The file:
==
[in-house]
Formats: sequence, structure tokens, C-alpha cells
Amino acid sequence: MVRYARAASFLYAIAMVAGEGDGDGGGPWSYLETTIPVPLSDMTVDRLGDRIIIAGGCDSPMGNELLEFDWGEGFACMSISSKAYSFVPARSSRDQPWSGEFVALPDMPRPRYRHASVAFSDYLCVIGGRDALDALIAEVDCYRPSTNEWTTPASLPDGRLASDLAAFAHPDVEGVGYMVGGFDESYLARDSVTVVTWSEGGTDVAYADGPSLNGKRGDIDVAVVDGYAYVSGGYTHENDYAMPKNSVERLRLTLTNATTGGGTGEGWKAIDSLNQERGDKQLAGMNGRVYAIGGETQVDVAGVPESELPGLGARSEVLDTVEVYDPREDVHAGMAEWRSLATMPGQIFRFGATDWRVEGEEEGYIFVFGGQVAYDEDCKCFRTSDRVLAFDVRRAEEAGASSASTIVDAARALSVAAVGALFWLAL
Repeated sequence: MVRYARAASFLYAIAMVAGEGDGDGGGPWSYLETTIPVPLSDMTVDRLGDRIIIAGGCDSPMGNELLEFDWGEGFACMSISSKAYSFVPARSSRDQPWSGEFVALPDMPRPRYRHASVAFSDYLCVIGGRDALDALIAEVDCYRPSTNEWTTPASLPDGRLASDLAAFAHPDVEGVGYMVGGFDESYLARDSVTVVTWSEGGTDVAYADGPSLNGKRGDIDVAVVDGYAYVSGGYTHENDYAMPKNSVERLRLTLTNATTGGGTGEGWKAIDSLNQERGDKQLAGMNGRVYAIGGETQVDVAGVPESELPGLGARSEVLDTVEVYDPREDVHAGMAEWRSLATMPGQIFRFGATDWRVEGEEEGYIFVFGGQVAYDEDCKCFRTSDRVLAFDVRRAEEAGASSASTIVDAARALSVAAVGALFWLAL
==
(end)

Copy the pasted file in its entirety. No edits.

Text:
[in-house]
Formats: sequence, structure tokens, C-alpha cells
Amino acid sequence: MVRYARAASFLYAIAMVAGEGDGDGGGPWSYLETTIPVPLSDMTVDRLGDRIIIAGGCDSPMGNELLEFDWGEGFACMSISSKAYSFVPARSSRDQPWSGEFVALPDMPRPRYRHASVAFSDYLCVIGGRDALDALIAEVDCYRPSTNEWTTPASLPDGRLASDLAAFAHPDVEGVGYMVGGFDESYLARDSVTVVTWSEGGTDVAYADGPSLNGKRGDIDVAVVDGYAYVSGGYTHENDYAMPKNSVERLRLTLTNATTGGGTGEGWKAIDSLNQERGDKQLAGMNGRVYAIGGETQVDVAGVPESELPGLGARSEVLDTVEVYDPREDVHAGMAEWRSLATMPGQIFRFGATDWRVEGEEEGYIFVFGGQVAYDEDCKCFRTSDRVLAFDVRRAEEAGASSASTIVDAARALSVAAVGALFWLAL
Repeated sequence: MVRYARAASFLYAIAMVAGEGDGDGGGPWSYLETTIPVPLSDMTVDRLGDRIIIAGGCDSPMGNELLEFDWGEGFACMSISSKAYSFVPARSSRDQPWSGEFVALPDMPRPRYRHASVAFSDYLCVIGGRDALDALIAEVDCYRPSTNEWTTPASLPDGRLASDLAAFAHPDVEGVGYMVGGFDESYLARDSVTVVTWSEGGTDVAYADGPSLNGKRGDIDVAVVDGYAYVSGGYTHENDYAMPKNSVERLRLTLTNATTGGGTGEGWKAIDSLNQERGDKQLAGMNGRVYAIGGETQVDVAGVPESELPGLGARSEVLDTVEVYDPREDVHAGMAEWRSLATMPGQIFRFGATDWRVEGEEEGYIFVFGGQVAYDEDCKCFRTSDRVLAFDVRRAEEAGASSASTIVDAARALSVAAVGALFWLAL